I love football. During the past year, especially, perhaps because I was able to watch without thinking about what I might have to write, I really enjoyed college football Saturdays and NFL Sundays. (The success of Michigan and the Detroit Lions probably didn’t hurt either.)
But there have been plenty of times over the past 15 years or so when I’ve wondered if I should watch football, if I should support it with my fandom, viewership, and work. The sport is so incredibly violent, taking such a toll on the physical and mental conditions of the men who play it. Players are left with broken-down bodies and diminished mental capacity due to head trauma.
It was impossible not to think about that Monday night as Buffalo Bills safety Damar Hamlin collapsed on the field and required CPR before being taken off the field in an ambulance. Hamlin appeared to be hit hard in the chest while tackling Cincinnati Bengals receiver Tee Higgins, though his head and neck could also have been affected by the impact. The Bills later confirmed in a statement that Hamlin suffered cardiac arrest and is currently hospitalized in critical condition.
What was especially troubling is that there was apparently consideration toward resuming the game after players and coaches nearly saw someone die on the field. Reportedly, the NFL wanted to give players a five-minute break to collect themselves and then start up again. The league denies this, but it sure looked like that was the intention until Bengals coach Zac Taylor and Bills coach Sean McDermott spoke up.
Yes, from a football standpoint, a game between two of the top three teams in the NFL’s American Football Conference had a significant impact on playoff standings and seeding. But this is about human life. This is about treating players as people with feelings toward a colleague fighting for his life. Imagine seeing a co-worker suffer cardiac arrest and require resuscitation, and then being told to get back to work.
The NFL says it cares about player safety. That can’t be credible if a player nearly dies, is taken off the field to a hospital, and then everyone else involved is made to proceed as if nothing frightening happened because the money-making machine needs to start chugging again.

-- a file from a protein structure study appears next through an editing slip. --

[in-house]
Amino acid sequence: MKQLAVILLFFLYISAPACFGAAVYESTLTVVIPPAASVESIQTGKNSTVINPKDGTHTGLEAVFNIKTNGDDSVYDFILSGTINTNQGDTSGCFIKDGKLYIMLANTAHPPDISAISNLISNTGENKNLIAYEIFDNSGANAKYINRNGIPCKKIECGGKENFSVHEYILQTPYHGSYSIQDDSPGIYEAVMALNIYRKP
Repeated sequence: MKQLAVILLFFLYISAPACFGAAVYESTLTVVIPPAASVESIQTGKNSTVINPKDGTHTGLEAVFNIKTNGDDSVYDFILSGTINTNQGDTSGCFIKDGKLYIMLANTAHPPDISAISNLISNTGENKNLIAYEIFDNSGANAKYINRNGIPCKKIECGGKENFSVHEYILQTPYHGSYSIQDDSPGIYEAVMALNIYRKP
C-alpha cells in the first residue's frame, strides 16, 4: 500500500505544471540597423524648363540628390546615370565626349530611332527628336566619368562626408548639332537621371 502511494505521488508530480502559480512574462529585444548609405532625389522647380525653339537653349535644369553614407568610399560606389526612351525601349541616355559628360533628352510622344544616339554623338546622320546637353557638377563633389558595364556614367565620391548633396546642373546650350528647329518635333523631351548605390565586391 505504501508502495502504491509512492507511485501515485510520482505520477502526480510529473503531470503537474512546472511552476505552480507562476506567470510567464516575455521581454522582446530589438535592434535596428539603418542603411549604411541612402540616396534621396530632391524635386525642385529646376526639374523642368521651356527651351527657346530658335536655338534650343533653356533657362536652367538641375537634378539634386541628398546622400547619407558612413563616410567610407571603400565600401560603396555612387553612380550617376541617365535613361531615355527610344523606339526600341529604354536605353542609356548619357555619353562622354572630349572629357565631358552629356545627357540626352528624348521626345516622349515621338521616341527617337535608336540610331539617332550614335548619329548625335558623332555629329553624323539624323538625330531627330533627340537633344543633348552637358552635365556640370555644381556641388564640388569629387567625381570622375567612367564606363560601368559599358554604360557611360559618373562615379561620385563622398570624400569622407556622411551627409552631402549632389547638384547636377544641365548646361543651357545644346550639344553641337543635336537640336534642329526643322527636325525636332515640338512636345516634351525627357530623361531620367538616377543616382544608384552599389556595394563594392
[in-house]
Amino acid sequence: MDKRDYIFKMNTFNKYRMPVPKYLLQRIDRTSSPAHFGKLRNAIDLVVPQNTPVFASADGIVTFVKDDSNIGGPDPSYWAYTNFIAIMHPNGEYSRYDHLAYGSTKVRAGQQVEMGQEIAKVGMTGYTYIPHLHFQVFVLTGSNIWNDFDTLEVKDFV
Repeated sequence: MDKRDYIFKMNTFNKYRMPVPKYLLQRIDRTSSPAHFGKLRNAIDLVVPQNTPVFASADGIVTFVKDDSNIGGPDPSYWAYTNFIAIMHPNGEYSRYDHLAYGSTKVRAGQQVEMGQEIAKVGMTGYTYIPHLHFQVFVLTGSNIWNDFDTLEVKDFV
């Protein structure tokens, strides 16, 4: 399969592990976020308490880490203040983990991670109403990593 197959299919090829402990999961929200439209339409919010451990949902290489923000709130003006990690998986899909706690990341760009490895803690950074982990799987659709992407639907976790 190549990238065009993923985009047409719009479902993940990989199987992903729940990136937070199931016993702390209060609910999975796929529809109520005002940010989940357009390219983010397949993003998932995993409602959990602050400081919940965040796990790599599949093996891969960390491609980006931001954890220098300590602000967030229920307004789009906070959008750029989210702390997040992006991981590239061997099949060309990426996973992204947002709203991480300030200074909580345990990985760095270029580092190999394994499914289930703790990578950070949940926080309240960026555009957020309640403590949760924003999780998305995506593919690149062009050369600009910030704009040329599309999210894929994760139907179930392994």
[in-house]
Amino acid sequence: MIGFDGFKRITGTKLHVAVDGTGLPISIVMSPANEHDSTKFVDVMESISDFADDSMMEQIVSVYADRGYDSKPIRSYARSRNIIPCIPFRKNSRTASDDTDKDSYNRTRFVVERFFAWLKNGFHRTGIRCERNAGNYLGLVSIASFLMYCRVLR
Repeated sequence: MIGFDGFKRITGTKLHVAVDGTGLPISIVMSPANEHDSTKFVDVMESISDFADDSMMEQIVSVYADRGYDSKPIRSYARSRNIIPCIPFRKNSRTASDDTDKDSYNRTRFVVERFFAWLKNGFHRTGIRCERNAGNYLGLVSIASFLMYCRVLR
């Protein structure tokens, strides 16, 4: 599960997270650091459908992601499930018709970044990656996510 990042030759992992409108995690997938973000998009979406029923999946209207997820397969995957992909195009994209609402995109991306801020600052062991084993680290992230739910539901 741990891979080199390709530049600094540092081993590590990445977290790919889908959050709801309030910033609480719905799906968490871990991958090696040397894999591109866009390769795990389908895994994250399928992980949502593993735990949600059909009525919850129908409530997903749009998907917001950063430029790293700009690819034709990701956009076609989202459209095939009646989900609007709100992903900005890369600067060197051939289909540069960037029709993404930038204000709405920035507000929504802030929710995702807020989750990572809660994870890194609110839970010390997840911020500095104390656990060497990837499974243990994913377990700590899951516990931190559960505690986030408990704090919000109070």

Hopefully, the NFL was more compassionate than that. But the league took one hour to decide whether or not to continue playing. Maybe executives wanted to learn Hamlin’s condition first. Maybe they wanted to hear from as many players, coaches, and officials as possible. But considering the football implications — standings, travel, scheduling, etc. — seems woefully secondary to human concerns. Thankfully, players and coaches stood up for a fallen colleague and for themselves.
I understand those who feel like they can’t watch football anymore. The violence and callousness are difficult to support. Maybe it says something about me that I’m still willing — so willing — to enjoy football, to endorse players putting themselves in jeopardy, and to support an enterprise sacrificing well-being for money.
For now, I take some solace that the right decision was made Monday night, even if it wasn’t reached as quickly as most would’ve liked. I’m gratified that compassion was shown and the right concerns were expressed during a difficult TV broadcast. And I’m all too aware that football is a game, trivial alongside very human considerations. I’ll keep watching, but the questions of whether or not I should have gotten even louder.